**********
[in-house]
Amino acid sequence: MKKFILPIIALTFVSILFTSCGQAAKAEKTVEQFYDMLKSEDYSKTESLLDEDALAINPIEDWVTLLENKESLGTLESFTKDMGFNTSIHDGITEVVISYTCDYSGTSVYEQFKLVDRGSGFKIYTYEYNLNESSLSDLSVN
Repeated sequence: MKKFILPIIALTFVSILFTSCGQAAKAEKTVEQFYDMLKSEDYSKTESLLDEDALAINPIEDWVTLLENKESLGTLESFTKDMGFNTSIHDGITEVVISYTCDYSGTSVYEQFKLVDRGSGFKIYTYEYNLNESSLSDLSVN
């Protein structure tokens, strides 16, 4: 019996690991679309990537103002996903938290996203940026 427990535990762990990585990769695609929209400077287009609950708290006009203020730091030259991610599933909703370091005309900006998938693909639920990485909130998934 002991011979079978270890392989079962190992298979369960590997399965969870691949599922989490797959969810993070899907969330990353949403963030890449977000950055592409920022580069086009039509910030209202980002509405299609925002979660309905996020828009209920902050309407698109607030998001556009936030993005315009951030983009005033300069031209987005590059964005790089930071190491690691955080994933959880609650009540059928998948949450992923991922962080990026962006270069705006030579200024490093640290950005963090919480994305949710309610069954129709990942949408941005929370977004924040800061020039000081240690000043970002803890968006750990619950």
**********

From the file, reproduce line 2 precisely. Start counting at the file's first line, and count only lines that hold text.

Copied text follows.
Amino acid sequence: MKKFILPIIALTFVSILFTSCGQAAKAEKTVEQFYDMLKSEDYSKTESLLDEDALAINPIEDWVTLLENKESLGTLESFTKDMGFNTSIHDGITEVVISYTCDYSGTSVYEQFKLVDRGSGFKIYTYEYNLNESSLSDLSVN